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IPEC

Intellectual Property Enterprise Court Guide

IPEC: Helping Protect Your Intellectual Property

Intellectual Property (IP) arises across a broad range of sectors and involves a myriad different types of asset. Whether you are a business seeking to protect your brand or the use of your logo, or an entrepreneur seeking to protect your latest invention – you have IP rights that we can help protect.

The Intellectual Property Enterprise Court (IPEC) is a specialist court dealing solely with IP disputes of this type. IPEC is particularly suitable for small businesses and entrepreneurs in enforcing and protecting your IP assets and prevent further infringement of your rights – whether related to Patents, Designs, Trademarks, Copyright, or Database rights.

You can use the mainstream courts where you believe your IP is being infringed, but there are clear benefits of using IPEC, not least because there is a cap on damages awarded which encourages the parties to try to settle the dispute.

Why IPEC?

Using IPEC is faster and less formal than using the ‘normal’ courts and means you can enforce your rights more easily. IPEC trials are usually conducted over a maximum of two days and saves the parties both time and potentially significant legal costs. A number of lower-value IP claims worth up to £10,000 can be heard through the IPEC small claims track, otherwise they will be heard through the multi-track procedure. (NB if the value of the claim exceeds £50,000, the claim is likely to go the High Court).

The trial will be held in private and the outcome can be kept private and confidential.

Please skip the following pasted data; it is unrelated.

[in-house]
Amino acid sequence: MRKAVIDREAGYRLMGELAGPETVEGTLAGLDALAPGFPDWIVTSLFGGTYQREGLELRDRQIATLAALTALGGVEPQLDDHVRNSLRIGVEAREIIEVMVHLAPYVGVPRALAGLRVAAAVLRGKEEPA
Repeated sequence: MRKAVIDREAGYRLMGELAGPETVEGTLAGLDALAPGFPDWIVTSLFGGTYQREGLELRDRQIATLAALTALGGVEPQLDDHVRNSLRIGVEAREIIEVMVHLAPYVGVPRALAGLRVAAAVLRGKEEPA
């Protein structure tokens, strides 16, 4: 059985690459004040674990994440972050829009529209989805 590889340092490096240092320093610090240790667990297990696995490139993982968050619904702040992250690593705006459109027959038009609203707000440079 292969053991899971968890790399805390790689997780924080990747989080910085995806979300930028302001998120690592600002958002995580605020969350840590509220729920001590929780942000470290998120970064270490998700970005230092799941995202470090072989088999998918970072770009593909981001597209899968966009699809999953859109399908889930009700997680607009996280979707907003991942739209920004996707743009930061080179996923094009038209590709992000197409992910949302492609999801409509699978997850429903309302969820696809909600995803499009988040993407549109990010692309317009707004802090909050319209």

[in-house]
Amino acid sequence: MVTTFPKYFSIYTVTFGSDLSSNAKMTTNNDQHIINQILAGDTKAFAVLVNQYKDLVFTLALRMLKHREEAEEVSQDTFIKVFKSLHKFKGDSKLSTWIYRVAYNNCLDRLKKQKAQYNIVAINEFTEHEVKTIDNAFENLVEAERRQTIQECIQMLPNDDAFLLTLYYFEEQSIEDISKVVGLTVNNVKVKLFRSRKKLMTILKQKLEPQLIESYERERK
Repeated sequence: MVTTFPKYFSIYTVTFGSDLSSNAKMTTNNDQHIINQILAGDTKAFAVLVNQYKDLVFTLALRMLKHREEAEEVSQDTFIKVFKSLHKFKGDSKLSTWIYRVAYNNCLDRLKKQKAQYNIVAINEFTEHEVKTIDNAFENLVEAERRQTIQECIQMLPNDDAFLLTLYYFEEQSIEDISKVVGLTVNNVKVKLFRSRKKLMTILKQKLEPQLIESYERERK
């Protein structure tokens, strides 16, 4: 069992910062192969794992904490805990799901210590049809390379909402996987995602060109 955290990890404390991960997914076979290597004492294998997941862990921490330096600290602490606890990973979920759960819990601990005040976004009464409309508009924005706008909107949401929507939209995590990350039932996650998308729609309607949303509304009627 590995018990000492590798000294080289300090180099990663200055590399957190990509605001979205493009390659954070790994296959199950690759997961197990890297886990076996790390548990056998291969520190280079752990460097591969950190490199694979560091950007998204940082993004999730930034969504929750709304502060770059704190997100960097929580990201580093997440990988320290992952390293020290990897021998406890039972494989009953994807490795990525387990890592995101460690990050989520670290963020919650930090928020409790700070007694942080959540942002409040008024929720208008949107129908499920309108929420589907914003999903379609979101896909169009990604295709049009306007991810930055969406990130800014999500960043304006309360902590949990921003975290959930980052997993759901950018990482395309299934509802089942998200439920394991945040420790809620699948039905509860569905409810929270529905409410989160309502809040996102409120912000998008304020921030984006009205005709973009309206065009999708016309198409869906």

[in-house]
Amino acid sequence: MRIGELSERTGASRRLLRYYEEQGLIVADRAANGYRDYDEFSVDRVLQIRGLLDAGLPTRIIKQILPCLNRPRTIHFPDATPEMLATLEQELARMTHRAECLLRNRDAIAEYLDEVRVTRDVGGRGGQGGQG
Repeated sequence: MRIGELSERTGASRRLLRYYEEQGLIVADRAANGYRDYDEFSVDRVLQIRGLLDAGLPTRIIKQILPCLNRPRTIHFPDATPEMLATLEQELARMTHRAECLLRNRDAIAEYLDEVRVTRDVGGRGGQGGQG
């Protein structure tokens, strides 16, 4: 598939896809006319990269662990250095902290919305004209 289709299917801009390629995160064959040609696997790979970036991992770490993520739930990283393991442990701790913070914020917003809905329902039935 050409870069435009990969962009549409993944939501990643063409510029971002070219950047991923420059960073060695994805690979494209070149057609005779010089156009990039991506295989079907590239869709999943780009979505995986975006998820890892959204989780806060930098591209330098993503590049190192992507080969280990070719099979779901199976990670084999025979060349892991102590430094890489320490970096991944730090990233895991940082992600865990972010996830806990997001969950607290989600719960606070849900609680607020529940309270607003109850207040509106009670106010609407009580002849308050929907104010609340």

In some cases, the principle of protecting your IP rights (brand protection, for instance) is more important than the recovery of damages. This is one reason why IPEC is so beneficial – it allows both individuals and organisations to bring a claim that will be heard quickly and cost-effectively.

As with all disputes, it is best to try to settle your dispute with the other side. In fact, the court will give a ‘preliminary opinion’ - a non-binding recommendation as to the merits of the claim, specifically to encourage the parties to settle. If you do successfully negotiate a settlement, it is easy to then withdraw your claim from IPEC.

What are IPEC’s powers?

IPEC can award damages/lost profits of up to £500,000. The fact that damages are capped means the parties must be proportionate, and will be more likely to try to settle the claim with the other side. Legal costs are also capped (at £50,000).

IPEC can also impose undertakings so that one party promises to take specific steps agreed; and it can impose injunctions, requiring the other party to refrain from certain actions which infringe your IP rights.

If you want to make or defend a claim for IP infringement, our specialist Intellectual Property solicitors can give you expert advice on the best way forward – whether than involves negotiating a settlement on your behalf, or proceeding to IPEC.

Cases dealing with intellectual property (IP) rights are brought in the Intellectual Property Enterprise Court (IPEC), whose judges have the specialised knowledge needed to hear cases that are often very complex and which sometimes require considerable specialist knowledge.

The sorts of IP that lead to cases in the IPEC are:

Trademarks

Trademarks can be words, symbols or both and are best protected by registration at the Intellectual Property Office (IPO). Registration in the UK is valid for the UK only and lasts for 10 years.

A trademark is registered according to a 'class of use', so, for example, the same trademark could be registered by two different organisations for two different use classes. As long as no confusion arose between the two, this would not cause any problems.